Charlie DeFrancesco’s job is a little different. A senior majoring in biology, DeFrancesco is a resident assistant for BIOME in East Halls, a hybrid of the words “biology” and “home,” meaning “ecosystem.”

DeFrancesco has been a resident assistant since the spring of his sophomore year, though this is his first time in BIOME. Considered a special living option — a hall designed for students with a common interest — BIOME is geared toward students studying biology.

Charlie DeFrancesco -RA

Charlie DeFranceso is a senior at Penn State majoring in biology. He has been a resident assistant in East Halls for three years.

Image: Patrick Mansell

BIOME is unique among special living options because all students living in BIOME are taking the same classes and freshman seminar, “linking residence life and academics,” DeFrancesco said, noting that first-year students, in particular, “want to live with people who are in the same classes so they can work through the difficult classes together.”

DeFrancesco is in the process of applying to medical schools and has no doubt that the skills he learned during his time as a resident assistant will be applicable to his career as a doctor. The most useful skill that he will take away from his experience is learning to relate to his peers.

“Working through problems, empathizing — as a doctor, you’re going to encounter a diverse group of people,” DeFrancesco said.

Daniel Galante, a senior majoring in engineering sciences, knows he has already benefited from the skills he has learned as an RA. Though he enjoys it, he remembered fighting his nerves for the first house meeting of the year. In the beginning of the fall semester, all of his residents gathered together to learn about policies, Penn State, and getting to know each other. “I knew I had to get them to pay attention and listen. It’s a big lesson in public speaking,” Galante said.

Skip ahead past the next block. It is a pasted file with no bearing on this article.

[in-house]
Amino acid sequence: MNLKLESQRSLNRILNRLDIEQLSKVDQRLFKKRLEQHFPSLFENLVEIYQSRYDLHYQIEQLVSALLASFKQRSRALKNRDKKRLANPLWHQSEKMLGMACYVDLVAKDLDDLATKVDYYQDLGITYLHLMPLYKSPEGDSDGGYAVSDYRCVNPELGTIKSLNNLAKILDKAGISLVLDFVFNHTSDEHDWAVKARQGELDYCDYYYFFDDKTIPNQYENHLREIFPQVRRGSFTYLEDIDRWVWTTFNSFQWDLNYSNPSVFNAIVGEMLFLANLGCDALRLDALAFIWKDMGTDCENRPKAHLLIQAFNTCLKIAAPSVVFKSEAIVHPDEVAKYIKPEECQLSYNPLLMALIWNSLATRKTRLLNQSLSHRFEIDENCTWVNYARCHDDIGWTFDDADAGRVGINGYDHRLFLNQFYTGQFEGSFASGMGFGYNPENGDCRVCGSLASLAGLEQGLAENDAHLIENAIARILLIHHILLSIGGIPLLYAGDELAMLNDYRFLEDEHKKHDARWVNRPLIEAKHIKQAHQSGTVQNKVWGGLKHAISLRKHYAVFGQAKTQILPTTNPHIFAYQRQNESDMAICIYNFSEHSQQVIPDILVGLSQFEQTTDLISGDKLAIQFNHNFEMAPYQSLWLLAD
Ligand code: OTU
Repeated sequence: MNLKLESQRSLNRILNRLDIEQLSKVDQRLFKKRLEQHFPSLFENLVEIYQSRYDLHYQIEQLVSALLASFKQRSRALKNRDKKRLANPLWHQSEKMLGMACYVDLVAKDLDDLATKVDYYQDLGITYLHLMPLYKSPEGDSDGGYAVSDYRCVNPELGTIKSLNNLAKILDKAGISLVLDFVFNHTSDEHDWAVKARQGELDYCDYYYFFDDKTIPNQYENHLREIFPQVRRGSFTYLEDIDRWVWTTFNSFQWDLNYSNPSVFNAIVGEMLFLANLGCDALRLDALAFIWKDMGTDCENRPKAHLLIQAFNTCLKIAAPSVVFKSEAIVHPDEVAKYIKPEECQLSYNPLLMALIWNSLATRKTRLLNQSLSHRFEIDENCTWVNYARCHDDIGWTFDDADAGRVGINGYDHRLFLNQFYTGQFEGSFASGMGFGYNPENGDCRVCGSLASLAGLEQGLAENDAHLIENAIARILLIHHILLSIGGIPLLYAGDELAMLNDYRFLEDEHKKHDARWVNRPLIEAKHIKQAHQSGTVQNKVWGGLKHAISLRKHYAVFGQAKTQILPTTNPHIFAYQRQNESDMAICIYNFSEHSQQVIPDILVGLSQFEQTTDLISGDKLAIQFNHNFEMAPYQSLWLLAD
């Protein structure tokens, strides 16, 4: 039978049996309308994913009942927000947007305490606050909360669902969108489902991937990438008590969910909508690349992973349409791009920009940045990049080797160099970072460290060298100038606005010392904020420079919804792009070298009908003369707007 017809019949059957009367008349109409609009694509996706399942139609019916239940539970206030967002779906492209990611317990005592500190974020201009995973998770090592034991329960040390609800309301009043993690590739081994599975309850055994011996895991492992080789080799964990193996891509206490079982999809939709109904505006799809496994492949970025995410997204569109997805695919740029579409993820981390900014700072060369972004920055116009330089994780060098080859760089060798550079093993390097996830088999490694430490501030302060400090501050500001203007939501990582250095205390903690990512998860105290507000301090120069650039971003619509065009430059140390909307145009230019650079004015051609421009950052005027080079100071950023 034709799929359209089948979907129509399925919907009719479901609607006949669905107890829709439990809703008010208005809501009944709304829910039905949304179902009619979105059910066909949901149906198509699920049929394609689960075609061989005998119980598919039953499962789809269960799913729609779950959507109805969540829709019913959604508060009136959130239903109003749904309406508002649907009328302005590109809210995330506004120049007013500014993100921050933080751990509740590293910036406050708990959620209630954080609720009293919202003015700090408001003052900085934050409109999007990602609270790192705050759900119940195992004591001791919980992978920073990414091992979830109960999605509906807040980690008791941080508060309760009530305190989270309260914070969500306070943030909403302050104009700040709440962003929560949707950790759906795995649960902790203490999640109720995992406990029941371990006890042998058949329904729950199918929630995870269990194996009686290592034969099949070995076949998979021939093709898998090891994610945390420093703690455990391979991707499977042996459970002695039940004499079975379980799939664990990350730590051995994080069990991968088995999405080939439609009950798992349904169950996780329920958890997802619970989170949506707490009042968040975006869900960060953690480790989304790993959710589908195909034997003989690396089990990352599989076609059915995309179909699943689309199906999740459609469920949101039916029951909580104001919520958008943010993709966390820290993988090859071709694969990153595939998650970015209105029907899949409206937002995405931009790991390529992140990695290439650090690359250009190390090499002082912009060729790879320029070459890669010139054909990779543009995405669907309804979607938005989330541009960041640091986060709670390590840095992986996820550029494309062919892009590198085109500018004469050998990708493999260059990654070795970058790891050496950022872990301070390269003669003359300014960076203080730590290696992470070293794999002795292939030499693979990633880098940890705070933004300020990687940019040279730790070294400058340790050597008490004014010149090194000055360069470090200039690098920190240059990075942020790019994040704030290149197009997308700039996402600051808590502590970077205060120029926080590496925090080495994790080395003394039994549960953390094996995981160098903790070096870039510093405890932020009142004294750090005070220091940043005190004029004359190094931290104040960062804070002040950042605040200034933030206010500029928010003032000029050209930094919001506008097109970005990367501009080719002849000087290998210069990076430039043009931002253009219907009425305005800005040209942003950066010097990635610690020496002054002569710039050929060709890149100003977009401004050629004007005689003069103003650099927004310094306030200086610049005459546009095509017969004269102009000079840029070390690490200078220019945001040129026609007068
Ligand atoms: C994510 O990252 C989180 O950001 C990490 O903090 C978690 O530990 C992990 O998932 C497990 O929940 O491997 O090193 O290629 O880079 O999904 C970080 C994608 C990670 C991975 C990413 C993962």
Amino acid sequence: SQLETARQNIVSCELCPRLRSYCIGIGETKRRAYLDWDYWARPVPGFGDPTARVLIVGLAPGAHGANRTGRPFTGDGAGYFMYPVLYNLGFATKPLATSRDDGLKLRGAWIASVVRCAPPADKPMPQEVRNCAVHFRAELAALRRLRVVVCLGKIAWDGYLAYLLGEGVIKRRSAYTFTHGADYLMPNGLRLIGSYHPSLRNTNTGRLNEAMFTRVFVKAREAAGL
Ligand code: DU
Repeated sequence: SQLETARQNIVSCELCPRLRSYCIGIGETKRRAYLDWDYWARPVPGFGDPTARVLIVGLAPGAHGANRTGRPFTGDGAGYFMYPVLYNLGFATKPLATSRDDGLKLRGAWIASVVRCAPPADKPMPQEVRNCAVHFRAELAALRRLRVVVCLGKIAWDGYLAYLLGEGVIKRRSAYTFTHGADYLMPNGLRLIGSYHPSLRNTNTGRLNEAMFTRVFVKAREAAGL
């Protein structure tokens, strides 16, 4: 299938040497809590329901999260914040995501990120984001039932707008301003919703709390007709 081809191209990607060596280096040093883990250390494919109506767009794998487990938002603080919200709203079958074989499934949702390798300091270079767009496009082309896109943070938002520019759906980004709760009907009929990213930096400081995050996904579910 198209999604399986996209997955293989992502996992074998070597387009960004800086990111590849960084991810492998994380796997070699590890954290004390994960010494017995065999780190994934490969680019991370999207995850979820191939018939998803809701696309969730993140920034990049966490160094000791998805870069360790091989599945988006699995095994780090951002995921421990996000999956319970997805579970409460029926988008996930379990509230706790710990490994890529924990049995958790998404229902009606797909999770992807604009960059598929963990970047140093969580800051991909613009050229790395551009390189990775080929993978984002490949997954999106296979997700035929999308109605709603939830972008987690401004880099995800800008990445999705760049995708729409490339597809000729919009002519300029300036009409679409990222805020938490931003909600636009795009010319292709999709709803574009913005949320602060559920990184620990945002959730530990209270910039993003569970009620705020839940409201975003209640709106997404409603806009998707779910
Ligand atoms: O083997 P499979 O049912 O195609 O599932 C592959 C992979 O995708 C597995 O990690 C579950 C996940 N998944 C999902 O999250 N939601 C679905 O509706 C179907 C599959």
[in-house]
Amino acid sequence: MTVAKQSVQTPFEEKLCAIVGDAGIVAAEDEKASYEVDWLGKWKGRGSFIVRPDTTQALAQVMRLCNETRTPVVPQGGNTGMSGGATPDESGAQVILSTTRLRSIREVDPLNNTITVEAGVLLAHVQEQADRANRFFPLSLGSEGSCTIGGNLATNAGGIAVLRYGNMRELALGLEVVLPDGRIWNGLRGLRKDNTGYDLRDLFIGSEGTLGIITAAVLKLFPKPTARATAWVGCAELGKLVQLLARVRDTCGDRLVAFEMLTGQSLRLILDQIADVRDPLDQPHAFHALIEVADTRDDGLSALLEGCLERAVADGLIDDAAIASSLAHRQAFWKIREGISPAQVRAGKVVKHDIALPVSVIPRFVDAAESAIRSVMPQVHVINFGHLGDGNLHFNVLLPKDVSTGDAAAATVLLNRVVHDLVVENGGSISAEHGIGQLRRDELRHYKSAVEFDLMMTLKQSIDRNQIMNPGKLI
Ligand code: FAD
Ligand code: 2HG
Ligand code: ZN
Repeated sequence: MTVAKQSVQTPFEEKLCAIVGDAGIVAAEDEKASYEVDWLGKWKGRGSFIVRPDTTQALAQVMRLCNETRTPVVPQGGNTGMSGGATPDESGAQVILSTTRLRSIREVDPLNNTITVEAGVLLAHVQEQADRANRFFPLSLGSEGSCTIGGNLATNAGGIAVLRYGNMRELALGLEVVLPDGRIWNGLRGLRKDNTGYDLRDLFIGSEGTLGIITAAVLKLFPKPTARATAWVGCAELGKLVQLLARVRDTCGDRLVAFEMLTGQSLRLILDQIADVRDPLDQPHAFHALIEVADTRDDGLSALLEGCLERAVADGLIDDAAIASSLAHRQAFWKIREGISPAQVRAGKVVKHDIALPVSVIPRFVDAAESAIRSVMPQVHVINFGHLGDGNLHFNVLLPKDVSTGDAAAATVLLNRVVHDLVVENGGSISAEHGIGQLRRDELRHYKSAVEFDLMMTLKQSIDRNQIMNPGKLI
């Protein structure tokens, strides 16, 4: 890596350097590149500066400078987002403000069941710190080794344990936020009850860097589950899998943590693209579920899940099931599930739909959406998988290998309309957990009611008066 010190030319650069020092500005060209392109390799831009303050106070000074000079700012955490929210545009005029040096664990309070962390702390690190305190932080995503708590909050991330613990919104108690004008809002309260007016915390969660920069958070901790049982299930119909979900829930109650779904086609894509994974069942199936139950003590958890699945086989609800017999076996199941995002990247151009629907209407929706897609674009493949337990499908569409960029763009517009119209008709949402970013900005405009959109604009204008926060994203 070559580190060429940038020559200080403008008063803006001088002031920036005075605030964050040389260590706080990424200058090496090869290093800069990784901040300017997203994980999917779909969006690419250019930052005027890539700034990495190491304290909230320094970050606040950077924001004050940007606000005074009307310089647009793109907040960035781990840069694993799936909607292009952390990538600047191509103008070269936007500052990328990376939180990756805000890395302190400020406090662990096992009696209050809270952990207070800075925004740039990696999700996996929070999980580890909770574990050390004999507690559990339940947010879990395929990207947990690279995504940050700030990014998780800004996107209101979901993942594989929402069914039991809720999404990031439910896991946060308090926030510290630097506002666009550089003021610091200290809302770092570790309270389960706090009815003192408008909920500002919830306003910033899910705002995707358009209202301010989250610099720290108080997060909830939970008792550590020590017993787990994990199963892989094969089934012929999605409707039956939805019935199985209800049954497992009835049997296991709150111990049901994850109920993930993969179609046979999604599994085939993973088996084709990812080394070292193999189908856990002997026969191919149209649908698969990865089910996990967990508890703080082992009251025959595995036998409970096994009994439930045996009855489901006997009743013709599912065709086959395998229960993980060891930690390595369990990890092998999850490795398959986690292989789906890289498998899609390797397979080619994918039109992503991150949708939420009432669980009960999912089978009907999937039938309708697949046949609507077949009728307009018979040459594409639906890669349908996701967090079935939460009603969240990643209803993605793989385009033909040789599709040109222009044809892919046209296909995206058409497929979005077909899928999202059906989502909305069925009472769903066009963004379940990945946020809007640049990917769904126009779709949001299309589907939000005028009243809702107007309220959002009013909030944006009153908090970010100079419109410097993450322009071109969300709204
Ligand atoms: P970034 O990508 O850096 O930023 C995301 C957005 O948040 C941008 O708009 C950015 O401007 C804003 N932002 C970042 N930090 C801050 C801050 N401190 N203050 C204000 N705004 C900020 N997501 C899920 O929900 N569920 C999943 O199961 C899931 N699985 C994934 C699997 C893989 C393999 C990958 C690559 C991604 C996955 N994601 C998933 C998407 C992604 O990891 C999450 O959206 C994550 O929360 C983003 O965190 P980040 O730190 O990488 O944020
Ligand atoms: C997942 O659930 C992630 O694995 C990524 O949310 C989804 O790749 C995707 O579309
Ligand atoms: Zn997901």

“Those experiences, getting up and giving a speech for an hour in an interactive meeting — it was a pretty big learning experience for me. My ability to communicate as an engineering intern definitely was helped by being an RA."

— Daniel Galante,
Penn State senior, resident assistant

Galante worked for GE during the summer as an intern. He had to give a large presentation to his co-workers and realized that his skills as a resident assistant helped him in this scenario, too. When he presented, Galante realized that he felt at ease and his peers and co-workers responded positively.

“Those experiences, getting up and giving a speech for an hour in an interactive meeting — it was a pretty big learning experience for me,” Galante said. “My ability to communicate as an engineering intern definitely was helped by being an RA,” he added. Galante knows the skills he learned as a resident assistant definitely will help after graduation, too.

More than anything, Rhonda Bates is grateful for the people she has met on her journey, though her time at Penn State will end in May at graduation. 

“Being an RA has helped me become the person I am today because it has given me the opportunity to interact with so many young females from so many walks of life,” she said. “Helping them to see their potential to be active contributors to the Penn State community, I’ve come across some amazing residents.”

Last Updated May 15, 2014